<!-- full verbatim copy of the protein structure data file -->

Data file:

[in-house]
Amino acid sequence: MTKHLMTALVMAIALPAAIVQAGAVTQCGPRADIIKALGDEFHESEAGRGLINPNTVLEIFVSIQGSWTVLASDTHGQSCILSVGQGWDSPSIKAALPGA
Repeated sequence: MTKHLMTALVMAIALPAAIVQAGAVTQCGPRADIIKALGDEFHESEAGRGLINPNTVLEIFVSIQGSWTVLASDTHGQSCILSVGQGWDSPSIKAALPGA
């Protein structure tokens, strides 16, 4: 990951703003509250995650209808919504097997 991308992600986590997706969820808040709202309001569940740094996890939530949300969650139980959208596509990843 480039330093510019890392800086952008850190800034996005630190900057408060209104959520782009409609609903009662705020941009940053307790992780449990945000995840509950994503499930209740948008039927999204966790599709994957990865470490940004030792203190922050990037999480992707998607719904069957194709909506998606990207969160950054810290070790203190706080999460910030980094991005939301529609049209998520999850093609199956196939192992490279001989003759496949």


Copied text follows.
[in-house]
Amino acid sequence: MTKHLMTALVMAIALPAAIVQAGAVTQCGPRADIIKALGDEFHESEAGRGLINPNTVLEIFVSIQGSWTVLASDTHGQSCILSVGQGWDSPSIKAALPGA
Repeated sequence: MTKHLMTALVMAIALPAAIVQAGAVTQCGPRADIIKALGDEFHESEAGRGLINPNTVLEIFVSIQGSWTVLASDTHGQSCILSVGQGWDSPSIKAALPGA
């Protein structure tokens, strides 16, 4: 990951703003509250995650209808919504097997 991308992600986590997706969820808040709202309001569940740094996890939530949300969650139980959208596509990843 480039330093510019890392800086952008850190800034996005630190900057408060209104959520782009409609609903009662705020941009940053307790992780449990945000995840509950994503499930209740948008039927999204966790599709994957990865470490940004030792203190922050990037999480992707998607719904069957194709909506998606990207969160950054810290070790203190706080999460910030980094991005939301529609049209998520999850093609199956196939192992490279001989003759496949």